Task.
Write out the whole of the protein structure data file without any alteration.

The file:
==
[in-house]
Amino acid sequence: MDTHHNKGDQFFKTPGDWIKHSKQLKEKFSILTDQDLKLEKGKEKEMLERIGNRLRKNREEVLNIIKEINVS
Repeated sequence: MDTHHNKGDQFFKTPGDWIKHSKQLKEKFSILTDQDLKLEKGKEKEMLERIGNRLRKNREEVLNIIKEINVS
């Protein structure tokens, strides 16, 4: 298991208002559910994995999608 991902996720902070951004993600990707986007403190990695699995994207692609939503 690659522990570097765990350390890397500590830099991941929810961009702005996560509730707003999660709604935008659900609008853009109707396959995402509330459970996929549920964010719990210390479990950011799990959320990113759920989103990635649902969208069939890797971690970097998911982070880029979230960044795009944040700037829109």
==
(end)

[in-house]
Amino acid sequence: MDTHHNKGDQFFKTPGDWIKHSKQLKEKFSILTDQDLKLEKGKEKEMLERIGNRLRKNREEVLNIIKEINVS
Repeated sequence: MDTHHNKGDQFFKTPGDWIKHSKQLKEKFSILTDQDLKLEKGKEKEMLERIGNRLRKNREEVLNIIKEINVS
């Protein structure tokens, strides 16, 4: 298991208002559910994995999608 991902996720902070951004993600990707986007403190990695699995994207692609939503 690659522990570097765990350390890397500590830099991941929810961009702005996560509730707003999660709604935008659900609008853009109707396959995402509330459970996929549920964010719990210390479990950011799990959320990113759920989103990635649902969208069939890797971690970097998911982070880029979230960044795009944040700037829109």